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Walk into Weight-loss and Health

by Mira Rasmussen BS, ACSM-HFS

Spring 2015

Walking creates a natural connection between our thoughts and well-being. This type of mental-physical sync isn’t replicated so easily by running on a treadmill, cycling, or during any other type of movement.

Light to moderate exertion enables our thoughts to run more creatively since oxygen flows readily to the brain. This type of exercise boosts chemicals in our brain such as endorphins that reduce pain and serotonin, which enhances mood. Generation of brain cells is also stimulated supporting memory, learning and protection against cognitive decline. A walk can provide just the right intensity to improve blood pressure and cholesterol among other benefits. We usually respond to this form of lower-impact exercise with less achy joints and muscle pain, allowing longer adherence exercise. Heart rate zones associated with walking can train your body to be efficient at burning fat, especially compared to high-intensity exercises.

Your weight-loss and get healthy objective is simple: walk before you run. Start a walking program you can ease into; use handy feedback devices like activity monitors to keep motivated and structure your routine to stay consistent.

Our Bodies Will Adapt

Our bodies have a remarkable way of adapting to whatever stimuli we give them. Not only do we adapt, but we become very efficient at producing results. So, if the stress we expose our bodies to is sitting on the couch and watching TV, we become very efficient at storing fat and losing muscle. But, if we stand up and move, even for small bits at a time, we adapt and become a stronger, healthier version than we were before. This is how to literally take the first few steps into health. Start small, adapt, and when you are ready move to the next level and do it again.

  • Getting started can be as easy as standing up and walking during every commercial break while watching TV for 30 minutes, every day for one week.
  • After a week, make progress by walking during the show and resting during the commercials.
  • After you develop the stamina to walk for 15 minutes without rests, challenge yourself by taking a longer walk outside.

Time, however, isn’t the only factor. Exercise intensity will either help you achieve your goal or lead you further from it. But instead of guesstimating a walking pace or continuously extending your exercise duration, use the science behind exercise to determine the intensity that will use more fat for fuel or the intensity that will increase your cardiovascular health by knowing your individual heart rate zones.

Your Maximal Heart Rate Zone

Heart rate zones can be utilized either by knowing your maximal heart rate or by doing a VO2max exercise assessment. Your maximal heart rate number (in beats per minute) is a specific number to you and cannot change. This number identifies how fast your heart can beat in one minute and not one beat faster. Knowing this number allows you to identify work-out zones that match your specific goals. For example:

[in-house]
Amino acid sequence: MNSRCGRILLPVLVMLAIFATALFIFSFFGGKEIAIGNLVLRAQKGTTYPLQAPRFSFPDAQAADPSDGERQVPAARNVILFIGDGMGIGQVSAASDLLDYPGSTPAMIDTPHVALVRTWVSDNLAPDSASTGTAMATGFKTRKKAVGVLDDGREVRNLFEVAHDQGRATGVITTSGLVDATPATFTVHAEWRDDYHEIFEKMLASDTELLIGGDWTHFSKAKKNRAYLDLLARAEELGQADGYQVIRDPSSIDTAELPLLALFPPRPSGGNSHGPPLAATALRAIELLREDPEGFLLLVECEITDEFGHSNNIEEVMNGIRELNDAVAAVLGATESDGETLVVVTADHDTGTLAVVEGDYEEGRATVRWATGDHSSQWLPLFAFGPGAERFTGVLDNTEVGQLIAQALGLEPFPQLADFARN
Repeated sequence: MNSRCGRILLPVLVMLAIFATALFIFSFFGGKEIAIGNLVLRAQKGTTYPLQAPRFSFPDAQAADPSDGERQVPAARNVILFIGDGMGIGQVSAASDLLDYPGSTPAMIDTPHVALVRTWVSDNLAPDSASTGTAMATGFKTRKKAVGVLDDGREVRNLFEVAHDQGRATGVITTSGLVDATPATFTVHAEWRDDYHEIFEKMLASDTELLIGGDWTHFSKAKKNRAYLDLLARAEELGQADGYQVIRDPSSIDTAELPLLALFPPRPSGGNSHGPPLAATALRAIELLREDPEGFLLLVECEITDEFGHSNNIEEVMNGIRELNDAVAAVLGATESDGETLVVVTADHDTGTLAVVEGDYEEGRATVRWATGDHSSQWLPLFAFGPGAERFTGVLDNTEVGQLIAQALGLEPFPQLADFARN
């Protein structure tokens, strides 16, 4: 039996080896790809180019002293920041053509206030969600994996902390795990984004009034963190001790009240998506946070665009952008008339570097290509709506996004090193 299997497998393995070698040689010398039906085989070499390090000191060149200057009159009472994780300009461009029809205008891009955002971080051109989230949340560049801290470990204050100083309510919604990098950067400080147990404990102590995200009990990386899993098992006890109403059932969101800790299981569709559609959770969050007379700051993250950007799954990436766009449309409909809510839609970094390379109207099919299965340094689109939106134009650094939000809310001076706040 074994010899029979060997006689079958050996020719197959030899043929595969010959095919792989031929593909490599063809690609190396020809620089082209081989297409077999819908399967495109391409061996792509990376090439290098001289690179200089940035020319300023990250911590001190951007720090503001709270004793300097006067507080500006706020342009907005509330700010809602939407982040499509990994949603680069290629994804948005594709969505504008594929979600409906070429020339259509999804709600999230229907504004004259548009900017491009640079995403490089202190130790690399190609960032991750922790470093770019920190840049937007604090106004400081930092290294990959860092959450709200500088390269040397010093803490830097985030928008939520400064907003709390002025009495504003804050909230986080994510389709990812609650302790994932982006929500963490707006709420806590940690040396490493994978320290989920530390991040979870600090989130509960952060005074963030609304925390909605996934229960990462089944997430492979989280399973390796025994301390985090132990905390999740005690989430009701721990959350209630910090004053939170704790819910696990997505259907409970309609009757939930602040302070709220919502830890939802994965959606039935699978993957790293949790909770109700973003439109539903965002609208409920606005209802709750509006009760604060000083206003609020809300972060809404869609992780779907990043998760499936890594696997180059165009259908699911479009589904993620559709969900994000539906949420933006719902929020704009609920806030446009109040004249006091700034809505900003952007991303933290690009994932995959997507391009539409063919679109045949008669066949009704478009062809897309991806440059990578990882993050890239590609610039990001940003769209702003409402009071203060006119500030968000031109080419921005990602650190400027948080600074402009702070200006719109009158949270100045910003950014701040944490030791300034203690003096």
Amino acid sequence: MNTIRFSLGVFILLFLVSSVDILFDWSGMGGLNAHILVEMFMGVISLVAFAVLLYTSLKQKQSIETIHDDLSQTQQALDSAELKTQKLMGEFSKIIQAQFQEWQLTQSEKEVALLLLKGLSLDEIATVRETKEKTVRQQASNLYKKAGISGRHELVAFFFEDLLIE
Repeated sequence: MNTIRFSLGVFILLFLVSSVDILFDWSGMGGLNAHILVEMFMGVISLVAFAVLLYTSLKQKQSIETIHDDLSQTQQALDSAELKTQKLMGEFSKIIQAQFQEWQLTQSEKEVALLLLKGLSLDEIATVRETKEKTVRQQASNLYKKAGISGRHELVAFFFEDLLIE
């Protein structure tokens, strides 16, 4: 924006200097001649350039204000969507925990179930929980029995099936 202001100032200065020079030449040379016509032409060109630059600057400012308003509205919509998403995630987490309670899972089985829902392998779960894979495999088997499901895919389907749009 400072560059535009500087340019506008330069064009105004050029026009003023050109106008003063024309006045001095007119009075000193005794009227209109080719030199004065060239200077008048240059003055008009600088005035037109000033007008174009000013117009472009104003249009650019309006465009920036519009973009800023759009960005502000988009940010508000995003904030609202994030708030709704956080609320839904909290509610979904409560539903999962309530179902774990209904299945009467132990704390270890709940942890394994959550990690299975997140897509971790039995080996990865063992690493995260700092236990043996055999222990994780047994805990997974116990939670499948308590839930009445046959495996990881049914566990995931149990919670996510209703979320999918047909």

Maximal Heart Rate

50-60 Percent

Training at 50–60 percent of your maximal heart rate is the first point on the wellness continuum where health benefits are realized. Blood pressure lowers, cholesterol levels improve, muscle mass is stimulated, and the majority of calories burned come from fat.

60-70 Percent

Training at 60–70 percent of your maximal heart rate increases the amount of calories burned from fat per minute of exercise and doubles your health rewards. You’ll burn more fat in this zone than the lowest zone and gain more endurance strength.

70-80 Percent

Training at 70-80 percent of your maximal heart is where you will begin to realize more substantial cardiovascular benefits, but this zone can also be quite strenuous for the beginner exerciser. This is also the zone where more calories come from stored carbohydrates instead of fat.

80-90 or 90-100 Percent

Training at 80–90 percent or 90–100 percent of your maximal heart rate is not recommended for the beginner exerciser. Although higher zones can produce greater heart health, these zones can be deceiving in regards to fat loss. Training at these intensities may produce a higher amount of calories burned in a short amount of time, but these calories come from carbohydrates instead of fat, ultimately working against weight-loss goals.

It’s best to determine your maximal heart rate with a qualified exercise professional. Sub-maximal testing isn’t quite as accurate as testing with an exercise professional, but it’s a good place to start. One such sub-maximal test is called the “talk test” which is to exercise until you feel talking is slightly uncomfortable and then add 30-40 bpm to the number. This will give you a rough estimate of your maximal heart rate. The old method commonly found in gyms of (220 – Age = Max Heart Rate) formula was developed for males under the age of 55 and was not meant for use by the entire population. Furthermore, if you’re using this method, you could be exercising in zones that are way too high or low for your health and fitness goals. As you know from the zone definitions in this article, working out in zones too high can be dangerous while working out in zones too low make goals difficult to accomplish. Charts and formulas set aside, the safest and most recommended method to determine your exercise zones is through a metabolic test called VO2max testing.